A game changer
It did not take Ballenger to see the improvement in his training and recovery.
“I noticed right away there was much less inflammation, or less soreness,” he says. “I was able to run, go on a big run, say a 20-mile run then I'd wake up in the morning, and I didn't really feel sore. To me was a real fundamentally different experience.”
Without the soreness, Ballenger could increase his training and fitness.
After 20 years in the restaurant industry and his new life unfolding, Ballenger was looking for a way to make running the center of his life. That’s when in 2018, he traveled to Mexico for the Copper Canyon 50, which was made famous with the Tarahumara tribe and the book, “Born to Run.”
Ballenger met Patrick Sweeney, who three years earlier ran across the United States.
“I was taken aback,” Ballenger recalls of their conversation. “I didn't realize it was something that was possible or something people really did. The only time I'd really heard of it was in Forrest Gump.”
He set out on his 3,000ish mile path as a way to influence others to make the same food choices he did for environmental reasons.
On March 15, 2018, he unveiled the plan to his fiancé, saying he would start in a year, which he did. The journey from Huntington Beach, Calif., to New York City taught Ballenger a lot about himself.
“I answered some questions and fulfilled some mottos that had been put in my head from childhood from my mother,” says Ballenger, who was supported by NadaMoo and Switch4Good (Read previous interview with Switch4Good founder Dotsie Bausch. “One was that you can do anything you set your mind to. That was a very big one. Just realizing that well over half of anything we try to do is all mental. I just kept that focus, that mental stamina to say, ‘I can do this’ day in, day out, even when my body was hurting, it wasn't wanting to agree with me. You just keep putting one foot in front of the other.”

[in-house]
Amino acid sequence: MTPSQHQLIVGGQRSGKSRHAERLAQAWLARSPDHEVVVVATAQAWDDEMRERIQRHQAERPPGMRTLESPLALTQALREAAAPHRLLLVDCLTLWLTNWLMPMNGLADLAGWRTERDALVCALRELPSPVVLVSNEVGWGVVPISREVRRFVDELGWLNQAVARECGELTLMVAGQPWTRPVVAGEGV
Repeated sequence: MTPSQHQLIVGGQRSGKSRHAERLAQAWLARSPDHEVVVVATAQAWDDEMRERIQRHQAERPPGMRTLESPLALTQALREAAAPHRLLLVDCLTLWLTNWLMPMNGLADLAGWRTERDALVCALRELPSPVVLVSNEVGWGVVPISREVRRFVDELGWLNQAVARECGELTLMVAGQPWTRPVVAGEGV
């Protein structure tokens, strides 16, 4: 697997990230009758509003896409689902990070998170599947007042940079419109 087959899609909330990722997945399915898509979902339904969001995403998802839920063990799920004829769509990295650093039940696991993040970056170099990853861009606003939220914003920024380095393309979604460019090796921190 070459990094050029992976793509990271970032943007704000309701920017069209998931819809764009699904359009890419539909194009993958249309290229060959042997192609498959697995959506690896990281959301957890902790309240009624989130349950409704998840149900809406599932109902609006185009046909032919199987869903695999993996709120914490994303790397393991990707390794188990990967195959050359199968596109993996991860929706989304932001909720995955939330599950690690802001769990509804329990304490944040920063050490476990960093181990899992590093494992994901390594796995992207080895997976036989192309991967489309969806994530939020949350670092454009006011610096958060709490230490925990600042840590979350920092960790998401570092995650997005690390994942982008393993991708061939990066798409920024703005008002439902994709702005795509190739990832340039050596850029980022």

43 miles, 75 days
Step by step, he made it across the U.S. in 75 days, averaging 43 miles a day.
“I doubled down on this notion that a plant-based diet was the right thing for the best, most optimal health and performance,” he recalls. “Definitely proved that to myself and to others through this effort. I got stronger along the way. The amount of time it was taking me to cover 43 miles a day decreased along the way. I was getting stronger. I was getting faster. And now, looking back, two years later, my level of fitness and performance is probably double that of what it was before I started out. And a lot of that I give credit to the plant-based diet.”
Ballenger kept a pretty predictable and strict diet, taking in about 8,000 calories daily. He would start every day with a large bowl of oatmeal, along with a cup of coffee. The oatmeal had nut butters, maple syrup, some nut, raisins and dried fruit.